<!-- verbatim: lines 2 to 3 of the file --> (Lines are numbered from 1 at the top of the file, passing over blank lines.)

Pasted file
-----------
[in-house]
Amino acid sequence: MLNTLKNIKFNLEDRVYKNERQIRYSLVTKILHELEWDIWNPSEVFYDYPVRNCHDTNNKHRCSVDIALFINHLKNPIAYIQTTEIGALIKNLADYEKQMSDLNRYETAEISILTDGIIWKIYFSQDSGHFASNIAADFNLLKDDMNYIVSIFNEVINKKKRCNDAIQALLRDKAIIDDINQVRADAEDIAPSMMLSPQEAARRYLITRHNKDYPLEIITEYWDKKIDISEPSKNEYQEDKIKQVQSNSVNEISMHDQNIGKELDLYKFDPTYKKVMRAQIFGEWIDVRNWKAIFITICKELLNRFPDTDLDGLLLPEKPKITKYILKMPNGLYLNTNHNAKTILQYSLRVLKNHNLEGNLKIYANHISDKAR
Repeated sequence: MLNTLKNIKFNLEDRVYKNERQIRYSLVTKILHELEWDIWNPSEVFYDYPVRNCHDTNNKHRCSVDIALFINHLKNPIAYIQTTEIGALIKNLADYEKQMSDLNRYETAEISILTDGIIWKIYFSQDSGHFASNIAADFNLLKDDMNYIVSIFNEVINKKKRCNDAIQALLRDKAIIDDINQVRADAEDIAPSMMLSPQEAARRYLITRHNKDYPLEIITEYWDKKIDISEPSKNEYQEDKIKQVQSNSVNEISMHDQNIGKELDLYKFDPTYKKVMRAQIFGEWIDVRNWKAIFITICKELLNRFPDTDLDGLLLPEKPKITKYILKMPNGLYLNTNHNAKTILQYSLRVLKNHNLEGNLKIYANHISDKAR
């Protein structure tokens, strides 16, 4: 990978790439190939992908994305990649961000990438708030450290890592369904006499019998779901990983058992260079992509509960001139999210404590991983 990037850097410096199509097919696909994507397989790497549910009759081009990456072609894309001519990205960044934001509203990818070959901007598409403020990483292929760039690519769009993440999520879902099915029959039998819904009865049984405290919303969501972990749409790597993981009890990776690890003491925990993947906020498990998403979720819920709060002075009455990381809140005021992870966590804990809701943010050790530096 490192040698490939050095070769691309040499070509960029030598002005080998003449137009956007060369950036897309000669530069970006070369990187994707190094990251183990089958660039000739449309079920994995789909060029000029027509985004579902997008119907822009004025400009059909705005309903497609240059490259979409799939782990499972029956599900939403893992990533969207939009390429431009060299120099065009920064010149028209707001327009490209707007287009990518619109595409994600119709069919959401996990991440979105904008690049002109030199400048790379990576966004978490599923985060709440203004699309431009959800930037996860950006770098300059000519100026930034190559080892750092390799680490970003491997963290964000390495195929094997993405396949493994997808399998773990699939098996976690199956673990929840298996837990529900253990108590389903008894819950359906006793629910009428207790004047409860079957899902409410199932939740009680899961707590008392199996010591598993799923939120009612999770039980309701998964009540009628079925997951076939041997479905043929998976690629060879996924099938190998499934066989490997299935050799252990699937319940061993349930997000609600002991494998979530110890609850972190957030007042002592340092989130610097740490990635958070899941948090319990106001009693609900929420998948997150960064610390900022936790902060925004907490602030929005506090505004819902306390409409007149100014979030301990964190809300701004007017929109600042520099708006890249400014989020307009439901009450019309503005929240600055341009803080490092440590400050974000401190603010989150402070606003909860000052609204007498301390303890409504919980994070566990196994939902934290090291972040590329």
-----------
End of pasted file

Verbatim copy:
Amino acid sequence: MLNTLKNIKFNLEDRVYKNERQIRYSLVTKILHELEWDIWNPSEVFYDYPVRNCHDTNNKHRCSVDIALFINHLKNPIAYIQTTEIGALIKNLADYEKQMSDLNRYETAEISILTDGIIWKIYFSQDSGHFASNIAADFNLLKDDMNYIVSIFNEVINKKKRCNDAIQALLRDKAIIDDINQVRADAEDIAPSMMLSPQEAARRYLITRHNKDYPLEIITEYWDKKIDISEPSKNEYQEDKIKQVQSNSVNEISMHDQNIGKELDLYKFDPTYKKVMRAQIFGEWIDVRNWKAIFITICKELLNRFPDTDLDGLLLPEKPKITKYILKMPNGLYLNTNHNAKTILQYSLRVLKNHNLEGNLKIYANHISDKAR
Repeated sequence: MLNTLKNIKFNLEDRVYKNERQIRYSLVTKILHELEWDIWNPSEVFYDYPVRNCHDTNNKHRCSVDIALFINHLKNPIAYIQTTEIGALIKNLADYEKQMSDLNRYETAEISILTDGIIWKIYFSQDSGHFASNIAADFNLLKDDMNYIVSIFNEVINKKKRCNDAIQALLRDKAIIDDINQVRADAEDIAPSMMLSPQEAARRYLITRHNKDYPLEIITEYWDKKIDISEPSKNEYQEDKIKQVQSNSVNEISMHDQNIGKELDLYKFDPTYKKVMRAQIFGEWIDVRNWKAIFITICKELLNRFPDTDLDGLLLPEKPKITKYILKMPNGLYLNTNHNAKTILQYSLRVLKNHNLEGNLKIYANHISDKAR